Any conversation about living more slowly and simply is inevitably going to arrive at the topic of de-cluttering. Although we are bombarded with constant messaging to suggest otherwise, life really is simpler when you have less stuff. A home that’s overflowing with stuff creates a sense of chaos in your physical space that translates to chaos in your mind. Getting rid of some of that stuff will lessen the chaos and give you room to breathe. De-cluttering alone is not going to change your life, but it’s an important first step. Creating space opens the door to new possibilities.
In recent years there’s been a lot of buzz about minimalism. To me, minimalism is something quite different to simply getting rid of the excess stuff in your house. I think of it this way; if de-cluttering is the first step, minimalism is where you’re headed. It takes time to get there though. It’s one thing to let go of the stuff you already have. It’s quite another to break the addiction to consuming more. Yes you can go through drawers and chuck out useless knick-knacks, clothes that don’t fit and toiletries you never use. But it’s a fairly pointless exercises if you just go out next week and buy more.
Minimalism is the art of living without attachment to stuff. It’s learning to let go of the culture of consumption and walk away from the cash register. We are addicted to buying things. We often purchase things we don’t even want, just for the buzz of having something new. But it doesn’t make us happy. In fact 99% of the stuff that is consumed in the western world is disposed of within 6 months. We’re bombarded daily with promises of everlasting joy from the consumption of goods and every day we’re let down as our purchases fail to deliver. When you put it that way, it really shouldn’t be that hard to let go. Right???
So how far do we need to go with all this de-cluttering and minimalism? We can’t get rid of all the stuff – we need it to live our lives. Stuff aint all bad – it serves an enormous array of practical purposes. But beyond that practical, necessary stuff, how much OTHER stuff do we really need? How many pairs of jeans? How many face creams? How many devices? How many soft toys? How many pens? How many scarves? But….what if you LOVE your scarf collection? What if you derive great pleasure from all that kitsch stationery? It’s true that life is not all about practicality. Some things deserve to be in our life simply because they are beautiful, precious or nostalgic. A favourite coat that we pull out every winter with a smile. A book that reminds us of a special time. A smooth stone we picked up on a walk with a loved one. These things serve a purpose in our lives; they bring us joy. Only let go of the items that serve no purpose or bring no joy.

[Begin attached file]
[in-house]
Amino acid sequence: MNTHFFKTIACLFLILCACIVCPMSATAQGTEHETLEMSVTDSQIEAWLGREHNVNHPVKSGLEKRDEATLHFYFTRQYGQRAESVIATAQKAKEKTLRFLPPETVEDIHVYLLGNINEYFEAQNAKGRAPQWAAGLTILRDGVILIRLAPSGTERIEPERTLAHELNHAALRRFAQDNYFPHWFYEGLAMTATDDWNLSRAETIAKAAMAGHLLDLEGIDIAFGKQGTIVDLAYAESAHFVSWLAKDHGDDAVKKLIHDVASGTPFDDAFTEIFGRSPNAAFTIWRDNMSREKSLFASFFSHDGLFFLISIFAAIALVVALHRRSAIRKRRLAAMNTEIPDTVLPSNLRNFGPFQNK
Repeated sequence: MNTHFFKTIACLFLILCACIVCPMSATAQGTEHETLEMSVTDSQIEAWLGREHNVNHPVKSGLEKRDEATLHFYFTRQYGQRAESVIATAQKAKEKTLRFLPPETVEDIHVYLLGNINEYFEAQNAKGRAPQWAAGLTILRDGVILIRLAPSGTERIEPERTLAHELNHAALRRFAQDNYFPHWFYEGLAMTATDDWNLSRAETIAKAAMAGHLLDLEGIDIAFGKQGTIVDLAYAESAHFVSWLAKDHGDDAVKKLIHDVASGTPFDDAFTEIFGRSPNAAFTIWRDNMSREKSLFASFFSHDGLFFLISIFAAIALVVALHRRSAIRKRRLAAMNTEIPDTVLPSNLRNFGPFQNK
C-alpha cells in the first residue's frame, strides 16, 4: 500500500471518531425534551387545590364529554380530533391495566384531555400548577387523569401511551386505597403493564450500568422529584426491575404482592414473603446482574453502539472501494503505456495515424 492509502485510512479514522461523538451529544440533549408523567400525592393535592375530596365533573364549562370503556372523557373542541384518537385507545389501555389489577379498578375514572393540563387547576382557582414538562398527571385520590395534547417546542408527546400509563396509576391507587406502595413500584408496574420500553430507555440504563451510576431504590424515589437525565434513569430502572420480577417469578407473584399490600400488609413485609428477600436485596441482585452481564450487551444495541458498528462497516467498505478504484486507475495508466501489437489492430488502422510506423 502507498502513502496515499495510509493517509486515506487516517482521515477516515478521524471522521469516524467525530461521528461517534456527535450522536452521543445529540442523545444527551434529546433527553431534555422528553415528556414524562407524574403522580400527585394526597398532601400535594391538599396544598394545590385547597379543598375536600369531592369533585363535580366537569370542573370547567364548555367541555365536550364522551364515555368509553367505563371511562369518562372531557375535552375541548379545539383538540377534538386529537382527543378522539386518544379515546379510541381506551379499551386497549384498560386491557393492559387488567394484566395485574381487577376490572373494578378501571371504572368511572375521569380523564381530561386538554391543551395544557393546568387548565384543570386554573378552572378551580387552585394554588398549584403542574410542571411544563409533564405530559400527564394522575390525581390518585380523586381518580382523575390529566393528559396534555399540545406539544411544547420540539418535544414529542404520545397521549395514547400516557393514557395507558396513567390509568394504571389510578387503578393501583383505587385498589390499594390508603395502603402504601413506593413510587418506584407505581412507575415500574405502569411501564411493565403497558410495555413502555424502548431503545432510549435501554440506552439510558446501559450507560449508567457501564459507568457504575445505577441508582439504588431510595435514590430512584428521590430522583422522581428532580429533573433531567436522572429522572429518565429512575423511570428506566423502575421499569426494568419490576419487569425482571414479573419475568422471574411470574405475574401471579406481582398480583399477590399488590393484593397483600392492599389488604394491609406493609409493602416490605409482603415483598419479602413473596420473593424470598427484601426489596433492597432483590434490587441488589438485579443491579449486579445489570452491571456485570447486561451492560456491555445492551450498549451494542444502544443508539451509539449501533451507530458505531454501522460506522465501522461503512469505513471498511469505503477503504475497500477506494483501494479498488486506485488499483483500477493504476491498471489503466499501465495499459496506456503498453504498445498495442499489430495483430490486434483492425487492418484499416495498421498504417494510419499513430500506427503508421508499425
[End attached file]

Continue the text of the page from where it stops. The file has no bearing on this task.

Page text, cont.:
This week’s One Small Change is to get rid of some stuff from your home. Just a few things. I don’t think we can become minimalists overnight; we have a lifetime of habit to break. By gently beginning to de-clutter your life, you’ll become increasingly conscious of the stuff that serves no purposes and brings no joy. As you discover the wide open spaces and clear bright surfaces you might feel less inclined to pile them with more stuff. I don’t consider myself a minimalist just yet, though I might be getting close! I’m certainly a de-clutterer, but it’s a long slow process, and the more I do, the more I realise there is to do. One thing’s for sure – it’s never too late to start 🙂
Your One Small Change This Week
Choose a shelf, cupboard, surface or drawer to de-clutter in your home. If you’re stuck for ideas, pick one of the following. Go through everything, keeping only the items that are either useful or bring you joy. If an item is useful, it deserves the honour of a permanent place in your home; find that place. If an item brings you joy, find a special place for it; maybe somewhere you will come across it occasionally and smile.
Some suggested areas to de-clutter:
- The dreaded top drawer
- Your bedside table
- That bowl or container on the kitchen bench where things are dumped
- Your socks and jocks (yes!)
- The cupboard with kitchen stuff you never use
- The linen / towels cupboard